Kedela wer kalyakoorl ngalak Wadjak boodjak yaak.

Today and always, we stand on the traditional land of the Whadjuk Noongar people.

Abdul-Rahman Abdullah Throneroom 2021 (detail). Painted wood, 180 x 160 x 260 cm (overall). State Art Collection, Art Gallery of Western Australia. Purchased through the Art Gallery of Western Australia Foundation: TomorrowFund, 2021. Install image – Diaspora Pavilion 2; I am a beating heart in the world, Campbelltown Art Centre 2021. Photographer – Kai Wasikowski.

Abdul-Rahman Abdullah

State Collection | WA Premiere
Gallery 04
Until 13 February

A tiger pelt and two monkeys hand-carved from wood act as a portable chamber of power that references migration, colonial inquest and this artist's family heritage.

Abdul-Rahman Abdullah’s work explores the collisions and ellipses between lived and imagined experiences of cultural identity, belonging and un-belonging through the lens of his Muslim heritage.  Throneroom (2021) is a strange and lyrical study in realistic poetics: the animation of objects into magical forms and bonds that hold and unleash memory and longing, avoiding a simple reading.

Connection to the artist’s ancestral homeland in South Sulawesi, Indonesia, is at the fore in Throneroom. Abdullah was born in Port Kembla, New South Wales, and grew up in Perth, the son of an Anglo-Australian father and a Malay mother who migrated from Malaysia to Australia in 1971. Her family line stems from old Bugis nobility originating in Sulawesi.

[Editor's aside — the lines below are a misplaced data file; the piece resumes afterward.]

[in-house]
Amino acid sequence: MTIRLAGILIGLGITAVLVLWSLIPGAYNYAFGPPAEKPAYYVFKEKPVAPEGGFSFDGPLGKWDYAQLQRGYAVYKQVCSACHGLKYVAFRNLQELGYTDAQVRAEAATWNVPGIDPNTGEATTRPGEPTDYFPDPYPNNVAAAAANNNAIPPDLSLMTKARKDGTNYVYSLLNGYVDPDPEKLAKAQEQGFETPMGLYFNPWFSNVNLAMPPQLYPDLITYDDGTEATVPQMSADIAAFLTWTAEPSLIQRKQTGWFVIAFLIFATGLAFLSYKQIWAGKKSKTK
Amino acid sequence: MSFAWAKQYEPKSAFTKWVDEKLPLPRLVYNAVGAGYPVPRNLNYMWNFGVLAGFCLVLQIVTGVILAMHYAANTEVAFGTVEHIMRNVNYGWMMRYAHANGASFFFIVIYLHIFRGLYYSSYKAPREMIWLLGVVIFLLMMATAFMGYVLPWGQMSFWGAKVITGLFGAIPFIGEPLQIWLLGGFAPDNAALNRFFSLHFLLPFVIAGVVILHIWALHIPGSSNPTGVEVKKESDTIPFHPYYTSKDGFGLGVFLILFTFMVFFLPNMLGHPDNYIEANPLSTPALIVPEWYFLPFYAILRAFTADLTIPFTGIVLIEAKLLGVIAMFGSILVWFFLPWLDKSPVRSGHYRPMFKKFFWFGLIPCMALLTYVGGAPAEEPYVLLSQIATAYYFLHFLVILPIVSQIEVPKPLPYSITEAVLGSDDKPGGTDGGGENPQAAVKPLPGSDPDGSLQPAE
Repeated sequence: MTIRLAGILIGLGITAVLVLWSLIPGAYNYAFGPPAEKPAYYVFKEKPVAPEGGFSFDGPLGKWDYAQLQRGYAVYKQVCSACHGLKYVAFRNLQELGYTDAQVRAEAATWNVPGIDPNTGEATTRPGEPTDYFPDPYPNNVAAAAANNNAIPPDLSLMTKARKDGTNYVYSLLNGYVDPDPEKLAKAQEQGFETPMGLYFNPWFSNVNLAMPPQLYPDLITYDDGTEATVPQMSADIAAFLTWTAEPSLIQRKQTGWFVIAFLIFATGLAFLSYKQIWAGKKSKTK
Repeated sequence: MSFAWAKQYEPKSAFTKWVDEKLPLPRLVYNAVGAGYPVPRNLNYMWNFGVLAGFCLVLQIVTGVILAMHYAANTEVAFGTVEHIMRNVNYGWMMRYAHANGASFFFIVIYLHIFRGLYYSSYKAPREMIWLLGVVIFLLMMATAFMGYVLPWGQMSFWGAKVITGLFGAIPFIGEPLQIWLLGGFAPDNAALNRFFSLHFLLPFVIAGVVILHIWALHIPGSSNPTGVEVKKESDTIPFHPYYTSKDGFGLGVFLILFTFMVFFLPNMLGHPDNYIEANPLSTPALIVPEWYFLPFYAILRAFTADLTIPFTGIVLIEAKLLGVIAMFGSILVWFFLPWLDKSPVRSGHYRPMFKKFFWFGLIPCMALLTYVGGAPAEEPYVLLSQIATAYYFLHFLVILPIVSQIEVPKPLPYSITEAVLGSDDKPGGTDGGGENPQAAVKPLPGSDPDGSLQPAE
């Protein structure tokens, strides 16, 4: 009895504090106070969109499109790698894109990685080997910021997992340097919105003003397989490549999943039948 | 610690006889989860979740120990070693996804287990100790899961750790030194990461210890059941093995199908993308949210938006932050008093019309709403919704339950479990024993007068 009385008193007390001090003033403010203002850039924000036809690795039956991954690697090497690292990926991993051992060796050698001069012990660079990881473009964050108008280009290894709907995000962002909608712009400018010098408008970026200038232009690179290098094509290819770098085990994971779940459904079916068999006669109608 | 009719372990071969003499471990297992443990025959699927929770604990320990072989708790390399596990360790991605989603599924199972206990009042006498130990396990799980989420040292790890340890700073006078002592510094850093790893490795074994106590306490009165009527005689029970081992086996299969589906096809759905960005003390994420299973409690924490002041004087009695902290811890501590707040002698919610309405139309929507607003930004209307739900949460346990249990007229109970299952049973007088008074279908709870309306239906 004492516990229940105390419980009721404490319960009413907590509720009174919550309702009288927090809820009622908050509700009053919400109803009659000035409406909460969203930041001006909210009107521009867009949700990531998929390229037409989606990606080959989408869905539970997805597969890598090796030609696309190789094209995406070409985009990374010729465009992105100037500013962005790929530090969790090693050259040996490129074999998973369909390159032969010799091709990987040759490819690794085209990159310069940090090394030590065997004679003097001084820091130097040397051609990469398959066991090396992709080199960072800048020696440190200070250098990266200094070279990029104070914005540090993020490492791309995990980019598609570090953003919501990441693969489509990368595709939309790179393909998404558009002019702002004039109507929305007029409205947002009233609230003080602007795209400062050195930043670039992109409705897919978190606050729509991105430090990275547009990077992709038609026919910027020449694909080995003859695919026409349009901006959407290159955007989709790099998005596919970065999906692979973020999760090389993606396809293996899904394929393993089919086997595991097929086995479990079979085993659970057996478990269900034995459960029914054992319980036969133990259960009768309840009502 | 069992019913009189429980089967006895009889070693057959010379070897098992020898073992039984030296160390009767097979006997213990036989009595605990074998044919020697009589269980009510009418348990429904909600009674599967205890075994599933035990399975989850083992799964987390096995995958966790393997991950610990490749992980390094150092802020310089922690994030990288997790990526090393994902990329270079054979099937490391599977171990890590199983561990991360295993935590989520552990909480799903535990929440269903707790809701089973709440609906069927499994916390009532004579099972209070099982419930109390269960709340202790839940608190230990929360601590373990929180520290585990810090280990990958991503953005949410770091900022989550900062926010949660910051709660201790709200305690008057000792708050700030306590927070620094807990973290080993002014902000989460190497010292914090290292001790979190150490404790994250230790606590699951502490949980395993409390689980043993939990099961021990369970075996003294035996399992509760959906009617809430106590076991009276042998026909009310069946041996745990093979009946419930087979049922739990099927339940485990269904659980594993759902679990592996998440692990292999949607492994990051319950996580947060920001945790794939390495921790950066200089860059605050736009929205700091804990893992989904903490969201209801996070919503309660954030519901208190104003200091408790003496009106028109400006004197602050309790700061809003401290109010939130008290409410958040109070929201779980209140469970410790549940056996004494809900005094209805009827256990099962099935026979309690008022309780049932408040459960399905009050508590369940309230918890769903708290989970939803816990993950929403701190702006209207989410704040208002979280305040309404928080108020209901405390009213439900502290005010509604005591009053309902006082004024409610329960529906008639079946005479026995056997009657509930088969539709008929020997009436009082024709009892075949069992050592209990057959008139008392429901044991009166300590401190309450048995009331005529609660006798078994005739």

In 1662, Abdullah’s family was banished from the island in scandal, and when he travelled there to trace his roots in 2015, he became the first person in his bloodline to return to their ancestral homeland — 13 generations later. That trip inspired Throneroom.

“This tiger skin, wherever it [is], … describes a throne room, an aspirational space; you could put it down in any room and it becomes the throne room.” — Abdul-Rahman Abdullah, The View From Here 2021


Artist Bio

Abdul-Rahman Abdullah (b. 1977) is an artist living and working on Wadjuk Nyungar country, in the Peel region of Western Australia. His practice explores the different ways that memory can inhabit and emerge from familial spaces. Drawing on the narrative capacity of animal archetypes, crafted objects and the human presence, Abdul-Rahman aims to articulate physical dialogues between the natural world, identity and the agency of culture. Working primarily in sculpture and installation, his work has been described as magic realism, creating poetic interventions with the space it occupies. While his own experiences as a Muslim Australian of mixed ethnicity provide a starting point, Abdul-Rahman foregrounds shared understandings of individual identity and new mythologies in a cross-cultural context. Living and working in rural Western Australia, he provides a unique perspective across intersecting and disparate communities.

A 2012 graduate of Curtin University, Abdul-Rahman exhibited most recently at John Curtin Gallery with a large scale solo show titled Everything Is True as part of the Perth Festival 2021. In 2019 he participated in The National: New Australian Art at the Museum of Contemporary Art. In 2017 he participated in Dark Horizons at Pataka Museum + Art (NZ) and in 2016 was included in Magic Object: The Adelaide Biennial of Australian Art at the Art Gallery of South Australia. In 2015 Abdul-Rahman and his brother Abdul Abdullah presented the first WA Focus exhibition at the Art Gallery of Western Australia and in 2018 the Abdullah brothers were shortlisted for the 58th Venice Biennial.

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